Students will be required to register in this non-credit seminar course for the duration of their PhD program. The Doctoral Seminar will provide essential knowledge, skills, and research proposal development guidance.

The total number of courses each student is required to take will depend on the background of the student and will be decided by the student and the Graduate Adviser and approved by the Admissions and Program Standards Committee. The minimum units required for the PhD Degree is 9.0 units of coursework, the candidacy examination of 3.0 units, and the dissertation of 30.0 units.

PhD students are expected to have mastery of additional language(s) if germane to their chosen fields of study. They will be expected to acquire needed language skills in addition to their PhD coursework. No PhD credit will be given for language training.

Program Operation and Length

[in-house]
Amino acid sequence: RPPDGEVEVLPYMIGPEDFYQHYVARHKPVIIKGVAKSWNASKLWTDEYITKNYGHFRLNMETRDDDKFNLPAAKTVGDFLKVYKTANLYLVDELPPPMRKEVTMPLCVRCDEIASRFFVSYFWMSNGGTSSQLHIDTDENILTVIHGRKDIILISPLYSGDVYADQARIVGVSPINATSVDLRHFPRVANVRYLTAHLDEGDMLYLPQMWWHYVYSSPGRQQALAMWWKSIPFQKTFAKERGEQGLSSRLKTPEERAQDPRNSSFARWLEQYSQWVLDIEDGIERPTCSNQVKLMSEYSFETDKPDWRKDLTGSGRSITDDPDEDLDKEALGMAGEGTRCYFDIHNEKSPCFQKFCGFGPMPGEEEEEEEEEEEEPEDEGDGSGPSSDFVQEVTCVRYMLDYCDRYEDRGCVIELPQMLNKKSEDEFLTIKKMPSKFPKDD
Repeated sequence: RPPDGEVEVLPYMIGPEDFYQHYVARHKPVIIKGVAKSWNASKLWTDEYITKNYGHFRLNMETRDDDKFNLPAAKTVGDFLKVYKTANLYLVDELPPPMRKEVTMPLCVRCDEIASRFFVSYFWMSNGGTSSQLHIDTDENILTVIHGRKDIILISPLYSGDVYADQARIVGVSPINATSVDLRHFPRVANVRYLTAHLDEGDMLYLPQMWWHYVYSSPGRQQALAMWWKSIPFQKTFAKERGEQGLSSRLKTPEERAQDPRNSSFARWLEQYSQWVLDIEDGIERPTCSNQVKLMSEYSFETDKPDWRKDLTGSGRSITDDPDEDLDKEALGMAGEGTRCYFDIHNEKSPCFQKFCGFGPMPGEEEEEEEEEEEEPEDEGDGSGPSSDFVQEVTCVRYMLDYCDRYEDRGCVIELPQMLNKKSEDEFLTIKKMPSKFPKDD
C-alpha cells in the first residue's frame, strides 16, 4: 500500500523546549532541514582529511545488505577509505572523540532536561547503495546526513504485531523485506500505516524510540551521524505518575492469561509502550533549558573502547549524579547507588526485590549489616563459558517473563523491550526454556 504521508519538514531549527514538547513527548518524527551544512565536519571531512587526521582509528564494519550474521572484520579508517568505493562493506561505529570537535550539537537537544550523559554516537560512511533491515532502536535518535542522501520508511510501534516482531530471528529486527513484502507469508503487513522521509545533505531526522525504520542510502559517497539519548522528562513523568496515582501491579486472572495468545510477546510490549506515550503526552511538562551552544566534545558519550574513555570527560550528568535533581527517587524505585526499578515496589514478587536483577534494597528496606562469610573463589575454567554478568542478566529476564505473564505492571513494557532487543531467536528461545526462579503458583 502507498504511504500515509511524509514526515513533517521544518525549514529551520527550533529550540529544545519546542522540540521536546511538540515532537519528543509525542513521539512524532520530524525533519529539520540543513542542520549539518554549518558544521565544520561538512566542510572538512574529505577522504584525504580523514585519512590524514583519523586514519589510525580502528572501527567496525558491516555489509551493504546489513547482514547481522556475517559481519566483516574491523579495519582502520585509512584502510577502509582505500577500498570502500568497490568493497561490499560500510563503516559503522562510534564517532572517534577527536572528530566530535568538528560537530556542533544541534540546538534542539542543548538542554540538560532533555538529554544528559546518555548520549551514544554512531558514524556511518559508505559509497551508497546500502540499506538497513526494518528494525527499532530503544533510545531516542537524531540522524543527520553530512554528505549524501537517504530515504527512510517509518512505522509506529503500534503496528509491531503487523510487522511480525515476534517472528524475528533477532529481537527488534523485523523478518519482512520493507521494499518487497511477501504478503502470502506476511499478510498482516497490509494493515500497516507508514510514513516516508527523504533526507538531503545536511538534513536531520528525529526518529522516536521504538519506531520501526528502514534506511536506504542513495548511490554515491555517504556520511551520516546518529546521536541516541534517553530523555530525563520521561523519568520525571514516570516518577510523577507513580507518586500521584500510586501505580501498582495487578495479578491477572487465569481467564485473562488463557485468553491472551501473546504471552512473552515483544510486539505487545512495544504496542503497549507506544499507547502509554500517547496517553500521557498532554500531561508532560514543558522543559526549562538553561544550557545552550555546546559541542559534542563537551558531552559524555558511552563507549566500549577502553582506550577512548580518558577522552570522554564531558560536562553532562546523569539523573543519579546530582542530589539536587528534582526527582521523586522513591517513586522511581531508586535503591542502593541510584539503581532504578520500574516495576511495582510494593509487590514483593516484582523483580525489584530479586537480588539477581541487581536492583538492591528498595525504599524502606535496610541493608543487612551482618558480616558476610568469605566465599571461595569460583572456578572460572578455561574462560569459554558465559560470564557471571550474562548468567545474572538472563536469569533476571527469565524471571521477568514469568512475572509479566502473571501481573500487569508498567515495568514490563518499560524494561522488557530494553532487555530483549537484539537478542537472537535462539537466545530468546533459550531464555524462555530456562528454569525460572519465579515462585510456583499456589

The entry date for the PhD program is September. The program operates year-round. Courses, faculty members and facilities are available during Fall, Spring and Summer sessions. PhD candidates are expected to complete the program, including their dissertation, in five years

ADMN 693 (3.0) Candidacy Examination

Within two terms of completing course work (normally in November of the second year of study), the student will complete one written candidacy examination on the foundational studies and methods/ methodologies of public administration. This model assumes a generalist orientation to the exam.

Within three terms of completing coursework, the student will develop and submit a dissertation proposal which will be defended in an oral defence.

In all cases, both the written candidacy examination and defence of the dissertation proposal must be completed within 36 months of first registration in the PhD program.

A student who passes the candidacy examination and successfully defends the dissertation proposal is admitted to candidacy for the PhD degree.

ADMN 699 (30.0) Dissertation

Only when the student's supervisory committee is satisfied that the dissertation proposal meets the standards of the program, may the student register in the dissertation (ADMN 699).

Oral Examination

Students will defend the completed dissertation in an oral examination in accordance with the regulations of the Faculty of Graduate Studies.